Workplace Trends to Watch in 2017

by Al Zink, SVP of Human Resources at Care.com

Maternity leave is so 2015. Like resolutions, trend forecasting has become a rite of passage around the arrival of each New Year. Through safe bets and bold predictions, we look ahead to what the year will hold. Over time, these trends cease to be trends—they become entrenched in our workplaces, and they mature.

Workplace trends

That’s what I expect for 2017. Where telecommuting was the trend in years past, in 2017 we’ll see new trends emerge as companies adapt to distributed workforces. Not long ago, maternity leave was the trend to watch, but now progressive employers are pushing forward policies more inclusive of our multi-generational workforce.

Here are six workplace trends to watch in 2017.

1. Consumerism in HR

For some time now, organizations have been moving gradually away from providing strictly defined lists of employee benefits and toward more of an à la carte menu of options that employees can choose from based on what works best for their individual situation. This trend toward consumerism in HR reflects how savvy people have become as consumers of products and services.

In response, we as HR professionals must design well-rounded, flexible benefits packages that meet the needs of our multigenerational workforce and provide transparency of information that allows our “customers” to make informed choices. The challenge on this is government intervention.

Many programs: medical, disability, and leave of absence are being dictated by federal and state government, in some cases even cities are getting in the act—San Francisco has a requirement that employers in the city pay into a medical insurance fund. A second factor is that insurance companies will limit how many plans or types of plans that one company can offer. They want to have a larger number of employees in one plan than multiple plans with small constituents.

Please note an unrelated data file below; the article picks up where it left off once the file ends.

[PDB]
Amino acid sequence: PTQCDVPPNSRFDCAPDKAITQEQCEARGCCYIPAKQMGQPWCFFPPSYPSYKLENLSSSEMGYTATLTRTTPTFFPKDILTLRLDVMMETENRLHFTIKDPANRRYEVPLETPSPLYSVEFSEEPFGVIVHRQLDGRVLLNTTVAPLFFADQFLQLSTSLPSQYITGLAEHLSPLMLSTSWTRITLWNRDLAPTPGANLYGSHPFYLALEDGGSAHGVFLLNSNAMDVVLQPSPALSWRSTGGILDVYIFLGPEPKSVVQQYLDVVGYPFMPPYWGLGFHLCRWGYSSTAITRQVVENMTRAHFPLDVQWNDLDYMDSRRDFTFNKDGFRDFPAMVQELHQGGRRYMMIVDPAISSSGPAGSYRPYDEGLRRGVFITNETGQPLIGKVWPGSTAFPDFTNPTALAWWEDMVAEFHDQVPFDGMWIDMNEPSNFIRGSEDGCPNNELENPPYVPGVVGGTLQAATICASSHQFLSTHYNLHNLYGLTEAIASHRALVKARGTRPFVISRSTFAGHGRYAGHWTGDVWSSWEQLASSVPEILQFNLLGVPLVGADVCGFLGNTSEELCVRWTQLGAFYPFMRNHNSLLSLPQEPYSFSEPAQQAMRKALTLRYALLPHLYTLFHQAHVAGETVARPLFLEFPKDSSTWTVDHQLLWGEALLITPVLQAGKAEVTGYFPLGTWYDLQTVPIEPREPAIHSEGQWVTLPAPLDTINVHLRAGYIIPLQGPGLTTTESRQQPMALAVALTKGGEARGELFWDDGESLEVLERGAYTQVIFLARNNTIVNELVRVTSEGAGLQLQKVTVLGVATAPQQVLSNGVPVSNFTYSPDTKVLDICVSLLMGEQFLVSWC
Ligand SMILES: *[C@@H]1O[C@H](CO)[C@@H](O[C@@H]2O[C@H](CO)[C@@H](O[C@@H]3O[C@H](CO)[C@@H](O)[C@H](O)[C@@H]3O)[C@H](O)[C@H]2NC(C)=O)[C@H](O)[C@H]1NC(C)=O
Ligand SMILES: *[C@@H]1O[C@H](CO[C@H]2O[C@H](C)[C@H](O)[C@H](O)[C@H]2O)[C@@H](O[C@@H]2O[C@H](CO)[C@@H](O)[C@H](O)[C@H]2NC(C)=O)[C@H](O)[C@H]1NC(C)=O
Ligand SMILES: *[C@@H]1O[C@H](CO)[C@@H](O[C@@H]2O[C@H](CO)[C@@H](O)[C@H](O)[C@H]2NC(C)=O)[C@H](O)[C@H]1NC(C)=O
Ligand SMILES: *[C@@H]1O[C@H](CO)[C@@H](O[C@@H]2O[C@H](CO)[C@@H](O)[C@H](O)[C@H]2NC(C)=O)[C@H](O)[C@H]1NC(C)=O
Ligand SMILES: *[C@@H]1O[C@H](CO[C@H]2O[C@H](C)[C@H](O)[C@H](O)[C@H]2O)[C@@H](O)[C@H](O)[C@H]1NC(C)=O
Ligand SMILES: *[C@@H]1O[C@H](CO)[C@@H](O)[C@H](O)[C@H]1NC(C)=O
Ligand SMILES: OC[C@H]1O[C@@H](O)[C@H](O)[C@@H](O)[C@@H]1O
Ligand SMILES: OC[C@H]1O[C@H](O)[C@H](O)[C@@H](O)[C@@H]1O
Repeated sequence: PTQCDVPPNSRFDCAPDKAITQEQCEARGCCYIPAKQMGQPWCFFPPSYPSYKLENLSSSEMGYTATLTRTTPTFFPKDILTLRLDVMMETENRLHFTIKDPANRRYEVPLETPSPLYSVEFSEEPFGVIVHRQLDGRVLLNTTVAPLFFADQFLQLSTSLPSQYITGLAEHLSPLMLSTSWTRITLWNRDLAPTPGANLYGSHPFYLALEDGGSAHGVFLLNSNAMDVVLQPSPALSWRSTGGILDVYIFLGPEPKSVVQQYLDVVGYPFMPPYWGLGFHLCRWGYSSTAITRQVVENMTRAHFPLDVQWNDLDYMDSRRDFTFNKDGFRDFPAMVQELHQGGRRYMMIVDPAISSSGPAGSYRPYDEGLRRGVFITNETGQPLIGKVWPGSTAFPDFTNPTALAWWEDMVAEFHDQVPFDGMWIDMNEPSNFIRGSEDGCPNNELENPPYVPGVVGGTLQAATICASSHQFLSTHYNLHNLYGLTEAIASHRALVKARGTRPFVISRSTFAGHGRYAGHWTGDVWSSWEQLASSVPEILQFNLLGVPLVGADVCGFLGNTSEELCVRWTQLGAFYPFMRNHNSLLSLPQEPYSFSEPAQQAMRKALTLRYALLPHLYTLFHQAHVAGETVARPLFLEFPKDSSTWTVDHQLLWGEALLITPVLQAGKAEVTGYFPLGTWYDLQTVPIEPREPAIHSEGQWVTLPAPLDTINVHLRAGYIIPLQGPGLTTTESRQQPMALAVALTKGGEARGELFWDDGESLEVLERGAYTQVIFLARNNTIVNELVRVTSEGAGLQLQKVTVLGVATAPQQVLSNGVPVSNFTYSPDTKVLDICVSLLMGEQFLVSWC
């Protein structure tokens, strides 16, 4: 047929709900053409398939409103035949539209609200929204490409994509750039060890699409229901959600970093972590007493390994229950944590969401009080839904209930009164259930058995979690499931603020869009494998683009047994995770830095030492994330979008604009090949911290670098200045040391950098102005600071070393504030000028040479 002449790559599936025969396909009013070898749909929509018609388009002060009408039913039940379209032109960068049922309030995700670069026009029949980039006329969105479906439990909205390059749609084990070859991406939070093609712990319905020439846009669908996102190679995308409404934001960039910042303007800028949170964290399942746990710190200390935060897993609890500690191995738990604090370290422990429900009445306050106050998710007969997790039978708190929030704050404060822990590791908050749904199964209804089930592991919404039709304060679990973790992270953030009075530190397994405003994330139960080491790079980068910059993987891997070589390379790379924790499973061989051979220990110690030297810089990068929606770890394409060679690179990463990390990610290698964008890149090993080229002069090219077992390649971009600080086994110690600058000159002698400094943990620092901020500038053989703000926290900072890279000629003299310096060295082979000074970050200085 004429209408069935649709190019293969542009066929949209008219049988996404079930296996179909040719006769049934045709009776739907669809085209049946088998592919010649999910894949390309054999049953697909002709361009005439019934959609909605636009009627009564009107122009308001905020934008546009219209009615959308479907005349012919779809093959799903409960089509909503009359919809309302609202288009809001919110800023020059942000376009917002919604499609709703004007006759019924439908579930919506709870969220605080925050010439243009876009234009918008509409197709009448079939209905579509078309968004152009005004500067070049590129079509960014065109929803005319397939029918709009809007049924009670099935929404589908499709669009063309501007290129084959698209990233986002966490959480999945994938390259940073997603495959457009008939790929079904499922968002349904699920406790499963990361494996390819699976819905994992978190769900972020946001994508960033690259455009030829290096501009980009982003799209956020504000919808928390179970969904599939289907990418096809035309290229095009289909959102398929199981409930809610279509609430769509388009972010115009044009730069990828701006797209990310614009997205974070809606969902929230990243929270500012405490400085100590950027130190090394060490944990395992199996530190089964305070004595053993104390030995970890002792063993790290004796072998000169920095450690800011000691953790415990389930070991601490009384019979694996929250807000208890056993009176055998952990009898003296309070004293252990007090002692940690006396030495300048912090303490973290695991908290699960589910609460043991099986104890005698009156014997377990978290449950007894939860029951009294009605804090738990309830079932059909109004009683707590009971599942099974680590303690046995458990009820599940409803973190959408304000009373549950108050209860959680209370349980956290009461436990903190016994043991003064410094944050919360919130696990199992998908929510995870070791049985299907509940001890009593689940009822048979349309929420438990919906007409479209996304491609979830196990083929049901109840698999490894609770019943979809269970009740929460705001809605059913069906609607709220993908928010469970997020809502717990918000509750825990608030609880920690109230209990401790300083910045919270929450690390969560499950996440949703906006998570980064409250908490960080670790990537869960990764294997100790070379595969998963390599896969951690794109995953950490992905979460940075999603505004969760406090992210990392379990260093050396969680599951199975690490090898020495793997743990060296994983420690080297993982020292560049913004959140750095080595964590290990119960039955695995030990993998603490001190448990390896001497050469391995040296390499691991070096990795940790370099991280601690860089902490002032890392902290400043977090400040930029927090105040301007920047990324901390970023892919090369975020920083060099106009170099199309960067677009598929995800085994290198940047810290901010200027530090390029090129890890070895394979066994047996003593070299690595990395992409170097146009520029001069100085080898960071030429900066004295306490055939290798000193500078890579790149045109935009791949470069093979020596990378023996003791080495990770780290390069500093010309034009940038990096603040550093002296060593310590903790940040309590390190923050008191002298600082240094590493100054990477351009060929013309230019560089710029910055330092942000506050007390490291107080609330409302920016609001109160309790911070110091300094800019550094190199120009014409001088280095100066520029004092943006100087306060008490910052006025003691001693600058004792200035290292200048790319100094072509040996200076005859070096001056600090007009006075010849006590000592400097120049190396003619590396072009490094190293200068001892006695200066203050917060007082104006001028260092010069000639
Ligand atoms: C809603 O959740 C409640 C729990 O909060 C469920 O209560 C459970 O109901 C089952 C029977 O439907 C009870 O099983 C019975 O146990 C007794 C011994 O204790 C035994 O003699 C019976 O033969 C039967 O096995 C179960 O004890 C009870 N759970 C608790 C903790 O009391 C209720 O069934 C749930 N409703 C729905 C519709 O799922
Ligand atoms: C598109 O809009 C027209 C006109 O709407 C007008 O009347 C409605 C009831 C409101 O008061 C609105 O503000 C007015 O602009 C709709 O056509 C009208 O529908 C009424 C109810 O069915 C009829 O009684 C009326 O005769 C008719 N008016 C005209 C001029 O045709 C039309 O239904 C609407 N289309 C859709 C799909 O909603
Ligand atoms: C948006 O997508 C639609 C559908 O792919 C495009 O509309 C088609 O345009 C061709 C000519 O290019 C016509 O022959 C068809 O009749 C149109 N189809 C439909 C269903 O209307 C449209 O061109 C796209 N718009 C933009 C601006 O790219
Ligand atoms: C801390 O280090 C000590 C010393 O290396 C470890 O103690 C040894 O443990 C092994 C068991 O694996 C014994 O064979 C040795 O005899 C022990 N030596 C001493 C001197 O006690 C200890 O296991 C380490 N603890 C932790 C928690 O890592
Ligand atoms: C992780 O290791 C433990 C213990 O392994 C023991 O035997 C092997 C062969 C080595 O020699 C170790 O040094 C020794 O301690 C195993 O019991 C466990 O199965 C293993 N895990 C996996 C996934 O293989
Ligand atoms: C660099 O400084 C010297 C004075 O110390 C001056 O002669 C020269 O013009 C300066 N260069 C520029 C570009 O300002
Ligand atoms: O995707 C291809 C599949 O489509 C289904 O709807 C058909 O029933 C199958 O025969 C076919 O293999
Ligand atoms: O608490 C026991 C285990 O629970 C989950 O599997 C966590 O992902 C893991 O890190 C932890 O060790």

2. Taking Care of Distributed Talent

Thanks to technology advancements, talent distribution across the country—and the world—has been a game-changer in our global economy. Today, forward-thinking companies are able to hire the best person for the job, without having to worry about where he or she is located. Dell, for example, has the publicly stated goal of moving to a 50% remote workforce by 2020.

To this point, we have done a very good job of equipping distributed talent to work from wherever they are. Our next challenge is figuring out how to give them the same quality of employee experience as those who are at HQ. How do we extend culture and benefits equality to provide an “umbrella” of culture to remote employees or satellite offices while allowing for some local customization of programs and policy? When you visit different locations and facilities what exactly are the values and culture and how are they implemented?

Tackling this challenge will be a big trend in 2017 and beyond. It is already influencing how we select vendors, deliver benefits, and communicate with employees—and we’re just scratching the surface. And a lot more thought will need to be given to managing from a distance (hiring, firing, feedback, coaching, personal issues, etc.).

3. Pushing Paid Leave Forward

By now, it might feel like companies upping the ante on paid leave benefits is old news, but this story is far from over. Following a few years of momentum building around paid maternity leave and, somewhat later, paternity leave, this year we’re likely to see more employers introducing paid family leave policies inclusive of all manners of caregiving.

This is an important recognition of the demographic shifts—Boomers aging and Millennials becoming parents—which have led to massive segments of the workforce providing unpaid care for family members. Deloitte and Nike were among the notable examples of companies who expanded paid leave to cover care for parents, partners, siblings, or children in 2016, and we could very well see more follow suit this year.